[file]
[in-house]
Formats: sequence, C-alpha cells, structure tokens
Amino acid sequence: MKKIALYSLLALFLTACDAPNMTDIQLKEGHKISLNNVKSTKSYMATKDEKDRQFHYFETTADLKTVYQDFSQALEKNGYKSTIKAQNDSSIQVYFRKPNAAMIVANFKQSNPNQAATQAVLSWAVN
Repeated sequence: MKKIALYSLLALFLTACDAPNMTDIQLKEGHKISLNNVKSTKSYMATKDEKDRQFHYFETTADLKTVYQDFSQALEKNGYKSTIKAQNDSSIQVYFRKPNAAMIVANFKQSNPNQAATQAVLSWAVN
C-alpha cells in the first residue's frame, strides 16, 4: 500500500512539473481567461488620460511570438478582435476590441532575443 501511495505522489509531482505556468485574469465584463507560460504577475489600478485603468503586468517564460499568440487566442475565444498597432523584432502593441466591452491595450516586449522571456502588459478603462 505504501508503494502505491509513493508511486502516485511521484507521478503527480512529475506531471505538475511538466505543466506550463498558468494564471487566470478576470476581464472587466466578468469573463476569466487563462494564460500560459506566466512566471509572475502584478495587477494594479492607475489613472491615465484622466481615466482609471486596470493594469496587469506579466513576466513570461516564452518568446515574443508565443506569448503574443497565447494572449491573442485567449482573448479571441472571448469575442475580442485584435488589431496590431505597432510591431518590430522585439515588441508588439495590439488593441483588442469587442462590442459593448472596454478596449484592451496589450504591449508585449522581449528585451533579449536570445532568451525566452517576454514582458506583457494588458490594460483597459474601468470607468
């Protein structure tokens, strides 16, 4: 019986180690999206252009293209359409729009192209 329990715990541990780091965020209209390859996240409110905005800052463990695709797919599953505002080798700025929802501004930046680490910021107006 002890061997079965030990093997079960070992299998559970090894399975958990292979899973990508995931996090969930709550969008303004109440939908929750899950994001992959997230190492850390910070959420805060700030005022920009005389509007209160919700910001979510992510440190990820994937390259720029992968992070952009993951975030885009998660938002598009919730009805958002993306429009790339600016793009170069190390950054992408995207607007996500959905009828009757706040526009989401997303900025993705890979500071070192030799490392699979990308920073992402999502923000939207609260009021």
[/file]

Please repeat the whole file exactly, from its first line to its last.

[in-house]
Formats: sequence, C-alpha cells, structure tokens
Amino acid sequence: MKKIALYSLLALFLTACDAPNMTDIQLKEGHKISLNNVKSTKSYMATKDEKDRQFHYFETTADLKTVYQDFSQALEKNGYKSTIKAQNDSSIQVYFRKPNAAMIVANFKQSNPNQAATQAVLSWAVN
Repeated sequence: MKKIALYSLLALFLTACDAPNMTDIQLKEGHKISLNNVKSTKSYMATKDEKDRQFHYFETTADLKTVYQDFSQALEKNGYKSTIKAQNDSSIQVYFRKPNAAMIVANFKQSNPNQAATQAVLSWAVN
C-alpha cells in the first residue's frame, strides 16, 4: 500500500512539473481567461488620460511570438478582435476590441532575443 501511495505522489509531482505556468485574469465584463507560460504577475489600478485603468503586468517564460499568440487566442475565444498597432523584432502593441466591452491595450516586449522571456502588459478603462 505504501508503494502505491509513493508511486502516485511521484507521478503527480512529475506531471505538475511538466505543466506550463498558468494564471487566470478576470476581464472587466466578468469573463476569466487563462494564460500560459506566466512566471509572475502584478495587477494594479492607475489613472491615465484622466481615466482609471486596470493594469496587469506579466513576466513570461516564452518568446515574443508565443506569448503574443497565447494572449491573442485567449482573448479571441472571448469575442475580442485584435488589431496590431505597432510591431518590430522585439515588441508588439495590439488593441483588442469587442462590442459593448472596454478596449484592451496589450504591449508585449522581449528585451533579449536570445532568451525566452517576454514582458506583457494588458490594460483597459474601468470607468
């Protein structure tokens, strides 16, 4: 019986180690999206252009293209359409729009192209 329990715990541990780091965020209209390859996240409110905005800052463990695709797919599953505002080798700025929802501004930046680490910021107006 002890061997079965030990093997079960070992299998559970090894399975958990292979899973990508995931996090969930709550969008303004109440939908929750899950994001992959997230190492850390910070959420805060700030005022920009005389509007209160919700910001979510992510440190990820994937390259720029992968992070952009993951975030885009998660938002598009919730009805958002993306429009790339600016793009170069190390950054992408995207607007996500959905009828009757706040526009989401997303900025993705890979500071070192030799490392699979990308920073992402999502923000939207609260009021």